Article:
Instead of offshoring, companies should practice ‘right shoring’, Thomas claims. For instance, Alabama Chanin – a US women’s wear brand, refurbished abandoned factory buildings and brought in new technology. The company circumvents labour abuses by turning to robotics. The problem is that their green and sustainable products are extremely expensive. A hand-sewn double-layer organic cotton jersey costs around $800.
She moves on to discuss the sustainability model of luxury products. The British designer Stella McCartney invested extensive funds in Research and Development and established the environmental profit and loss system analyzing greenhouse gas emissions, air and water pollution, and many other environmental issues caused by the production process.
Moreover, breakthroughs of 3-D printing have modernized the fashion industry. Nike, Adidas, and New Balance, for example, use 3-D printing on some components of their running shoes.
Fashionopolis offers some insights into the lucrative fashion industry, which has far-reaching implications on social and environmental issues. Yet, this book is not for the lower-middle class and the poor. If one cannot afford the green, sustainable clothes, they can either purchase them second-hand or rent them, Thomas suggests. But, the second-hand clothes of Stella McCartney, Gucci, Louis Vuitton, and other luxury brands remain much more expensive than Zara and H&M clothes. People with a wage of $300 a month still cannot afford it.
Thomas focuses on the brand’s side to tackle fast fashion and expects consumers to change their behaviour. Instead of providing solutions to deal with the developing countries’ working conditions, she advocates setting up the slow model in developed economies. But, this does not solve the current prevalent labour abuses. Moreover, the unintended consequence of ‘right shoring’ is that it hits the developing countries’ economy, which depend on the garment industry for economic growth. For example, 83% of Bangladesh’s foreign currency comes from this industry, and 50 million people rely on it for their livelihoods (Chapter 2, Section 6, para 2). This means after a wave of factory closures, unemployment rises, and poverty will follow.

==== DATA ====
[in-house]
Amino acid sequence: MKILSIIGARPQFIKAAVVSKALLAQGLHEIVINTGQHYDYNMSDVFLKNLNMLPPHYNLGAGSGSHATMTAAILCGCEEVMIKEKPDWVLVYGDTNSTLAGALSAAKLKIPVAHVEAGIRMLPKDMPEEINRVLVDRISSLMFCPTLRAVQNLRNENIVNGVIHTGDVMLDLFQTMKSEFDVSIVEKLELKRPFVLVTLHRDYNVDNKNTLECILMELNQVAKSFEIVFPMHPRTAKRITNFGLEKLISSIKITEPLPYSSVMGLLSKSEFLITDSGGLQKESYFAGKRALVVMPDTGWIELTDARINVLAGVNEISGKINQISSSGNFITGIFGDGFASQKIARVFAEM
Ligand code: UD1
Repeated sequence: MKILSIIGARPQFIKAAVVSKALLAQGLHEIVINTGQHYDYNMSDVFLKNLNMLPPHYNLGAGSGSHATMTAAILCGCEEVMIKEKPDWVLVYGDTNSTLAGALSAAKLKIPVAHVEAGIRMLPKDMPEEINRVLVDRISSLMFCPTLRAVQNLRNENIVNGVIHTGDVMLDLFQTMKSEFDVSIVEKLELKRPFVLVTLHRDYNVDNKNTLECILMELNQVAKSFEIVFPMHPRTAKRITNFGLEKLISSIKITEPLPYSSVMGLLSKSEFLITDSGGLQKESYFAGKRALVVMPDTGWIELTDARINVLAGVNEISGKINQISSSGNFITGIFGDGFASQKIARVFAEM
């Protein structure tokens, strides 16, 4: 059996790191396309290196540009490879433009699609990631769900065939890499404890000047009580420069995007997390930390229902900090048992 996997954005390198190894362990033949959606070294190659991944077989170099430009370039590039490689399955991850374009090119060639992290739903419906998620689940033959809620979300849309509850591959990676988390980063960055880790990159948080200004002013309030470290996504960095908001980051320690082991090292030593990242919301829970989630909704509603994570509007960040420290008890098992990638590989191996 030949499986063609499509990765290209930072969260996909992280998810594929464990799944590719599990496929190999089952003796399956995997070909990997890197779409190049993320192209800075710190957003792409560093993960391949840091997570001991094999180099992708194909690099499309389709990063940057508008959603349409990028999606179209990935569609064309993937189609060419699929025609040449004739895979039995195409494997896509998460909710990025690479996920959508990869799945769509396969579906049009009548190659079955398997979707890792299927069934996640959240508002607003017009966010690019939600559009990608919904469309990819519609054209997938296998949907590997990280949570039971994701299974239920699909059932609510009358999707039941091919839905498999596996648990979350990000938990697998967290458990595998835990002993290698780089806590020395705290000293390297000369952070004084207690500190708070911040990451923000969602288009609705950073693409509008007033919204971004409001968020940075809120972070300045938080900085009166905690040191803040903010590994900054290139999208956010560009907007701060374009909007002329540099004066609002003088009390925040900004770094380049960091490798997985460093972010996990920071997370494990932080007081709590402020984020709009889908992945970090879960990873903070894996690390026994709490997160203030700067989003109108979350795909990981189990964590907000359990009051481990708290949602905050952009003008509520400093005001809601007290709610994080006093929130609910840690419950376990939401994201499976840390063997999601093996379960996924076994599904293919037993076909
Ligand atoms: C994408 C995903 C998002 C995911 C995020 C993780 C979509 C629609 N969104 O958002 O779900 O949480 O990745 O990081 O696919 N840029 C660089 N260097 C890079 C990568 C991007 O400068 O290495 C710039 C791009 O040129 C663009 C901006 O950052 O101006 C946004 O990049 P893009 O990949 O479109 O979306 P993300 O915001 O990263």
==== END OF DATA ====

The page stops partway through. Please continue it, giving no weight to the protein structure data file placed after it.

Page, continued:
Most importantly, there are other challenges in terms of reforming supply chains. For example, the recent alleged forced labour of China’s Xinjiang Uighur has made western brands come into conflict with Chinese consumers. Companies under The Better Cotton Initiative- a Geneva-based non-profit organization advocating for better human rights and higher ethical standards in cotton farming, have issued statements condemning Xinjiang’s cotton industry. Consequently, there is a backlash against western brands, including H&M, Nike, Adidas and Burberry, following their statements not to source Xinjiang’s cotton. In particular, H&M products were dropped from major e-commerce platforms such as Alibaba’s Tmall and Taobao, Pinduoduo and others, which tremendously affected sales.
The author seems to oversimplify the problems at hand. As seen, the fashion industry seems like the whack-a-mole problem – fixing one thing at a time, while another problem occurs. From start to finish, it is a vicious cycle.